Sotheby’s Auction Set for a German Noble Family’s Jewelry

More than 200 jewels and precious objects from the House of Württemberg, formerly one of Germany’s noble families, are on display until Monday at Sotheby’s New York, the first stop on a multicity tour before their auction Nov. 6-7 in Geneva.

“This is not a classic collection in the sense that one person or a couple have assembled pieces over the years,” said Philipp von Württemberg, a distant relative of the current heirs who, as an independent professional art adviser, worked on the sale. “It is more a family treasure that has built itself over many generations.”

The family, which traced its origins to the early 1000s, ruled the area around what is now Stuttgart, Germany. And the collection includes pieces from several European noble dynasties, leading to the auction’s title, “Vienna 1900: An Imperial and Royal Collection.”

“It immediately brings to mind the court of Vienna, its glamour and the style emanating from the court, and which came from the Empress Sisi,” said Andres White Correal, Sotheby’s deputy chairman of jewelry, using the nickname of Empress Elisabeth of Austria. She “loved rubies and pearls and, obviously, we find plenty of them in this collection.”

Among the most significant pieces highlighted by Sotheby’s are two natural pearl brooches that were given to Archduchess Maria Theresa of Austria-Teschen when she married the Duke of Württemberg in 1865. The first is a floral wreath devant de corsage, a large brooch meant to be worn on the front of a gown, with diamonds and pearls. As for the second, a portrait of the duchess shows her wearing it on a lace ribbon tied around her neck. Each one has a fitted case with the name of the Viennese jeweler Emil Biedermann and a sale estimate of $300,000 to $500,000.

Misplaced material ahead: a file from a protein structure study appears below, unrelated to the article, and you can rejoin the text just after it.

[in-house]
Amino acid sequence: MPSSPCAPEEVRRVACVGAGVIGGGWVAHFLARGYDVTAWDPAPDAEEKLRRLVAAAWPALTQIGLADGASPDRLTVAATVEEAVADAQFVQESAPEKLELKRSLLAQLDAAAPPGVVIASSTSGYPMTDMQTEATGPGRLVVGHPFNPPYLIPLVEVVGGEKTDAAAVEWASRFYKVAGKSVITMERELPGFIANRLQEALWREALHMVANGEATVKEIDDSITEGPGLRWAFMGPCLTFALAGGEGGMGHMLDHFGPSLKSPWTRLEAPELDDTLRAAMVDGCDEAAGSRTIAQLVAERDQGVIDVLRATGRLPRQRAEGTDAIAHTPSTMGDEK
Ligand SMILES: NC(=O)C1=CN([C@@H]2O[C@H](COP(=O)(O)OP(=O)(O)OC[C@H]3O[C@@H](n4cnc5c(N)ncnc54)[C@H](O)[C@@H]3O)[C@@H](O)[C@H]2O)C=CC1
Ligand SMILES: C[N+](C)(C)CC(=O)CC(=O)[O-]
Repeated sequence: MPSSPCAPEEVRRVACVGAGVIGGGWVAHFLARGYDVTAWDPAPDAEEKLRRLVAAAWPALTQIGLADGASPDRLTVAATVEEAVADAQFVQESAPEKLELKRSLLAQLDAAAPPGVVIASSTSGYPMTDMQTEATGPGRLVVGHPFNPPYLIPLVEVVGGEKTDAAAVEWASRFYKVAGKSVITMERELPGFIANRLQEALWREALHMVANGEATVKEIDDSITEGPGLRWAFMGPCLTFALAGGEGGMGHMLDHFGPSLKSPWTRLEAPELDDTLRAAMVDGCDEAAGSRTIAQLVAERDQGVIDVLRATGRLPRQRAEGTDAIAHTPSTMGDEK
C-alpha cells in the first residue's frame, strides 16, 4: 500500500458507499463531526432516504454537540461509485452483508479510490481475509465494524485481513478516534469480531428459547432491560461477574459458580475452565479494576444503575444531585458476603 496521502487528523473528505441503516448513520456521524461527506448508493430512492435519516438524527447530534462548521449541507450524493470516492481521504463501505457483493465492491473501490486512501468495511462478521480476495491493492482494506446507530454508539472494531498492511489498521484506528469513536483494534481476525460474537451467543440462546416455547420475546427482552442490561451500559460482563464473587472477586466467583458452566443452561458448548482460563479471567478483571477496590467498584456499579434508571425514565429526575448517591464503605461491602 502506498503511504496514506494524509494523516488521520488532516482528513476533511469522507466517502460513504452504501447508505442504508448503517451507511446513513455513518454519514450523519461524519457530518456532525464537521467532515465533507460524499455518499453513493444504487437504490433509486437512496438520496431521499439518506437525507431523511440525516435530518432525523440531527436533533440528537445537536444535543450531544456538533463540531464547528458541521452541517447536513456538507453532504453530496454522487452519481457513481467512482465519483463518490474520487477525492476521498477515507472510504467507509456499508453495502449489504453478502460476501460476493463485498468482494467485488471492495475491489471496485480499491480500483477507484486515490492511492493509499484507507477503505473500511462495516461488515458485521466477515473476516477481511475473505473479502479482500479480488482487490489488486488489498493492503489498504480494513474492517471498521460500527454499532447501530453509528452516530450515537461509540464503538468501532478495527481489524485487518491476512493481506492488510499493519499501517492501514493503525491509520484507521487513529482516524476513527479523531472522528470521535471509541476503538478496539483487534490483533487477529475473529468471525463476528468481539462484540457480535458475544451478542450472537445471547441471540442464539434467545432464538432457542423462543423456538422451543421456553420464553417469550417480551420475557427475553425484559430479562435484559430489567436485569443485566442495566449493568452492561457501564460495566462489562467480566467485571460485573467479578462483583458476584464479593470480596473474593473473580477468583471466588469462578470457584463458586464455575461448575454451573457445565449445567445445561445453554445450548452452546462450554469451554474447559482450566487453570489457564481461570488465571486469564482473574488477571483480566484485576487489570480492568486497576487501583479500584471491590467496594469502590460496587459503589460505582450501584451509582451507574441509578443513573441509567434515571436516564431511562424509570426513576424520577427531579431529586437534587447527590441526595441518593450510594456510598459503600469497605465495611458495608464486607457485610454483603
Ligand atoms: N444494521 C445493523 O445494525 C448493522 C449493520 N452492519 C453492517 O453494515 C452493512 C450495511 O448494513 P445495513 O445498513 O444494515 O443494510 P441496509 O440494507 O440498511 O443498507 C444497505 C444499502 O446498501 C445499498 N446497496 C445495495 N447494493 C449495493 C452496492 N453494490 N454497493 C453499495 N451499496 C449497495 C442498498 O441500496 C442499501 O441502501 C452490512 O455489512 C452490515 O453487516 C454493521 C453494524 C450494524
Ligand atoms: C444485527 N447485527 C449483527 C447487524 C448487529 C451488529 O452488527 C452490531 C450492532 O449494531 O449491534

There also are jewels created by the Viennese jewelry house Köchert, including a tiara set with rubies and another one set with pearls, and a five-strand natural pearl necklace with an elaborate diamond clasp.

The collection also includes three star-shape diamond brooches by Wilhelm Haarstrick that resemble the Köchert-made stars that Empress Sisi wore as hair ornaments for a portrait by Franz Xaver Winterhalter in 1865.

Men’s accessories in the collection include a Patek Philippe pocket watch with a certificate from 1898, cigarette boxes, tie pins, and cuff links.

Mr. von Württemberg described his surprise when he opened a box containing a pair of emerald cuff links and found a note saying they were a gift from the Sultan Abdul Hamid II of the Ottoman Empire to King Ferdinand I of Bulgaria. They came to the Württemberg family through the wedding of Nadezhda, a daughter of Ferdinand I, to Duke Albrecht Eugen of Württemberg (in 1924).

The tour has stops scheduled in Frankfurt, Paris, London, Singapore, Taipei and Hong Kong. Mr. White Correal, alluding to the fact that the items had been stored in a vault since 1947, joked that they might not have traveled during the past 80 years, but that they “are going to do it now.”